BALTHOR
  • It's about the tech

    The game is about tech, unfortunately. As a search marketer, I can tell you that Google's product is head and shoulders better than Yahoo!'s (and light years better than various "ad networks," no matter what they claim). This business is about ROI, end of story, and Google's is just consistently superior--and by big margins, 50% or more depending on category. Marketers would love more Google competition, just to be on the safe side, but no one else can.
    I don't believe Panama will solve anything. I love Yahoo!, but they don't have the chops to build a competitive search solution; Google has everyone of even moderate importance in that field, and Yahoo!'s culture is not engineering-focused. Google's is. Besides, Google's engine improves the longer it runs, since it uses Bayesian logic and feedback patterns. They have too much of a head start already.
    Pleroma
    • Algorithms Don't Come Easy

      I agree. And that's what should be the discriminant. Most websites are out-of-box and configured. The most innovative ideas aren't strictly UI-oriented. My question is: why has everybody decided that true programming doesn't pay? I know it's hard. That means you work harder at it, not do as they all did in school and cheat on the homework and tests. Microsoft can't even play that game anymore.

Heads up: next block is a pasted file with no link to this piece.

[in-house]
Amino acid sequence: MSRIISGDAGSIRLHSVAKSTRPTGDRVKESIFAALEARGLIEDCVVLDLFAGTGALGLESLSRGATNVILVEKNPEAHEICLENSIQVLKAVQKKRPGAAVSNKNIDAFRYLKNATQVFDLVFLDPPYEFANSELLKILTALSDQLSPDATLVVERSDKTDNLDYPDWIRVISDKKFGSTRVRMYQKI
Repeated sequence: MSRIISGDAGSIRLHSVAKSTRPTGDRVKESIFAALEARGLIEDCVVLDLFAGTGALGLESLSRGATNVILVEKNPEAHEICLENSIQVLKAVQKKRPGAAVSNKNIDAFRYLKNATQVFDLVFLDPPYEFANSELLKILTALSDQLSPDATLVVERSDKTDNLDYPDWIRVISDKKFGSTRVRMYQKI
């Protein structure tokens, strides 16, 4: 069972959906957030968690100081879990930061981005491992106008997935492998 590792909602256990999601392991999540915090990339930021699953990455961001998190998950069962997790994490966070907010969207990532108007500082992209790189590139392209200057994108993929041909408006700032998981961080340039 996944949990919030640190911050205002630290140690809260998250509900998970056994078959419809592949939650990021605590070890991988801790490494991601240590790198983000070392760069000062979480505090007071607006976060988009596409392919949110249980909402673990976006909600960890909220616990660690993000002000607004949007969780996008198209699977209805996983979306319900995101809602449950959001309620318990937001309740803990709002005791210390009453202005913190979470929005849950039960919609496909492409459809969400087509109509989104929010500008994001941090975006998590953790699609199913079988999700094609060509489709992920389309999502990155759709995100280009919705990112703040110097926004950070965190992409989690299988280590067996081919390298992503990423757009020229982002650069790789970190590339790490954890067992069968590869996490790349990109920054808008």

If it's better for the market the Google has competition, then there's more money in a good startup going IPO. Google is the king of the future of software in America, because illegitimacy can't take the incompetent behemoth Microsoft much further.

      In tech, it's high time to deliver to the customer. Instead of Microsoft's revenue model, where you damage the customer and forcibly charge them for their own repairs through your own network of friends, people should learn from Google's model, which offers an online service that appeals to people, and from which they earn your repeat visits. In the World of Software, Google is Russia, and Microsoft is the United States.
      bcroner